A publication of Appalachian Voices

A publication of Appalachian Voices

Community Food Initiatives

man in truck

Master’s student and Community Food Initiatives volunteer Ivan Orquera after his Donation Station shift at the Athens Farmers Market. CFI accepts community and vendor donations and purchases food from vendors with donated funds. This produce is distributed to groups like food pantries. Photo courtesy CFI

By Jen Kirby

Community Food Initiatives’ mission is simple: provide healthy, locally sourced food for their community in and around Athens County in Southeast Ohio. Susie Huser is the community engagement director and donation station program director. She knows it is a long title, but she has a lot to get done.

According to Huser, Ohio is ranked sixth in the nation for highest food insecurity, and Athens County is the highest for food insecurity and poverty in Ohio. Huser notes that much of the food insecurity is located on the more rural periphery of the county, away from the college town in the center.

The organization’s garden programs include community and school gardens that encourage kids to dig around in the dirt. School curriculums educate children on how important and empowering gardening can be. The community gardens are open to anyone, and growers are encouraged to give a small percentage of their produce back to the community.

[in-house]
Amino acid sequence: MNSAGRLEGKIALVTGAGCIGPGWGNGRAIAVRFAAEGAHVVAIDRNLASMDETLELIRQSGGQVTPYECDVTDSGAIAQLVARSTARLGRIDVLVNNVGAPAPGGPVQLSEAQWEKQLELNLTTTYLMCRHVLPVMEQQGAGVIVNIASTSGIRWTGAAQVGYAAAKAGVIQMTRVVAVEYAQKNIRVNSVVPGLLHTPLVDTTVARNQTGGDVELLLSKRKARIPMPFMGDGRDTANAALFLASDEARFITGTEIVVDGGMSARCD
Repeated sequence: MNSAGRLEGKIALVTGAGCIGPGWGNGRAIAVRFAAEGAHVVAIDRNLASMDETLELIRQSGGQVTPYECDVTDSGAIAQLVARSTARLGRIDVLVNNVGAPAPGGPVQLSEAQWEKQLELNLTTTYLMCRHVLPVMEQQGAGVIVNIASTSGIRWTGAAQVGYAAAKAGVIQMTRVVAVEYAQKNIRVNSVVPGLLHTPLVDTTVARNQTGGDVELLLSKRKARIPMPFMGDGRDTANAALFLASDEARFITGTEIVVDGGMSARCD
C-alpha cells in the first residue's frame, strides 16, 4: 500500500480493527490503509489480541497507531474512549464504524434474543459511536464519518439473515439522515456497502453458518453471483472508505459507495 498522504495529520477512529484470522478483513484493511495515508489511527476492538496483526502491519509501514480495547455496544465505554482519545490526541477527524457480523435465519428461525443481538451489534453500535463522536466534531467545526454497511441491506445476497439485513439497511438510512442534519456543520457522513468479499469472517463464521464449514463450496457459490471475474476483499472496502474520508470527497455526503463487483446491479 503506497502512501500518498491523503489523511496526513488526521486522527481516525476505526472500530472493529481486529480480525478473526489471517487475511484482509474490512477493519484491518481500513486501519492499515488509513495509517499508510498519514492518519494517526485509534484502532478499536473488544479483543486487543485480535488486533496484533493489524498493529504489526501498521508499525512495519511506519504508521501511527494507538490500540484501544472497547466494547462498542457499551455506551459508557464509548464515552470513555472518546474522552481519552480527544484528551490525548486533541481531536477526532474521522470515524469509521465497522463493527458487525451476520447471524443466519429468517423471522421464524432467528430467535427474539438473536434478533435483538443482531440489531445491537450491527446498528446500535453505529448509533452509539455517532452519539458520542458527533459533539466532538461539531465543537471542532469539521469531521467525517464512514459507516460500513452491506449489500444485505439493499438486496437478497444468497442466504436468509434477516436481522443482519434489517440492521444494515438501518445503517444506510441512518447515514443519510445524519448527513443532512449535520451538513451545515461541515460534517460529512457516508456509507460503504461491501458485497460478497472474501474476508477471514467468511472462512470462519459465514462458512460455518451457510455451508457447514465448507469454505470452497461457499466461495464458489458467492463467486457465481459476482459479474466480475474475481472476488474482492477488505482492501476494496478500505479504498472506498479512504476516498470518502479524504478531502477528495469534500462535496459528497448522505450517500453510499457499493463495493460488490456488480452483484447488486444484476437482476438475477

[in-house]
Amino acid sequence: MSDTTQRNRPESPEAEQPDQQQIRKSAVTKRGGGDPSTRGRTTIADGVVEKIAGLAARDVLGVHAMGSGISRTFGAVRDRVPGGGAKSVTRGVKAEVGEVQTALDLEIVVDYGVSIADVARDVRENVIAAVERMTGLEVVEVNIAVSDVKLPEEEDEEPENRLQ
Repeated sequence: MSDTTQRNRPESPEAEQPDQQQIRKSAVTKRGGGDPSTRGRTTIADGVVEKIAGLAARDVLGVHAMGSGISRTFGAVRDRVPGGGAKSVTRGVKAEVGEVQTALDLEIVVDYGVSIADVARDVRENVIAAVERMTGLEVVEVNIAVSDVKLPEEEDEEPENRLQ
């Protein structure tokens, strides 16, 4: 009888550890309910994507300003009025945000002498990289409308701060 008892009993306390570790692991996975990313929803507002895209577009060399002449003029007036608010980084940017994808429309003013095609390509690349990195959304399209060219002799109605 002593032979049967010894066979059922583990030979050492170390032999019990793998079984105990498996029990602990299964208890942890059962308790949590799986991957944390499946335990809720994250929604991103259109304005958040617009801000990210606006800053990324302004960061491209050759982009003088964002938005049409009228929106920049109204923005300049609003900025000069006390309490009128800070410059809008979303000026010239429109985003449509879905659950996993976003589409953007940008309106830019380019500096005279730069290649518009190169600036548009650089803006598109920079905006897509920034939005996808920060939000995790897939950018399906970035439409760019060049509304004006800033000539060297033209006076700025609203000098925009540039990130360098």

The Donation Station, which Huser directs, is set up at local farmers and produce markets. People can donate either money or food purchased at the market. This food is then distributed to food banks and to locations that provide free meals. The Discovery Kitchen is also tied to the Donation Station, and provides classes on cooking with fresh food. Since 2008, the Donation Station has distributed 338,536 pounds of produce from local farmers.

To help connect people in Southeast Ohio to places where they can find a meal or markets that accept SNAP, Community Food Initiatives partnered with the Food Justice Lab at West Virginia University to create a regional food access map. The map identifies sites that provide food and includes information on what kinds of assistance each site can provide, and whether or not they offer fresh produce.

The map also reveals places where people may be struggling to find fresh produce or food in general. By identifying these locations, the initiative can offer help and services to these areas, based on the community’s needs and requests.

“Sometimes I think our long-term goal is to put ourselves out of business,” Huser says. She insists on the importance of collaboration and connection between organizations throughout Appalachia and beyond, noting that food insecurity is not an isolated issue and tackling it requires systemic changes.

Visit communityfoodinitiatives.org.

Read More About Tackling Food Insecurity

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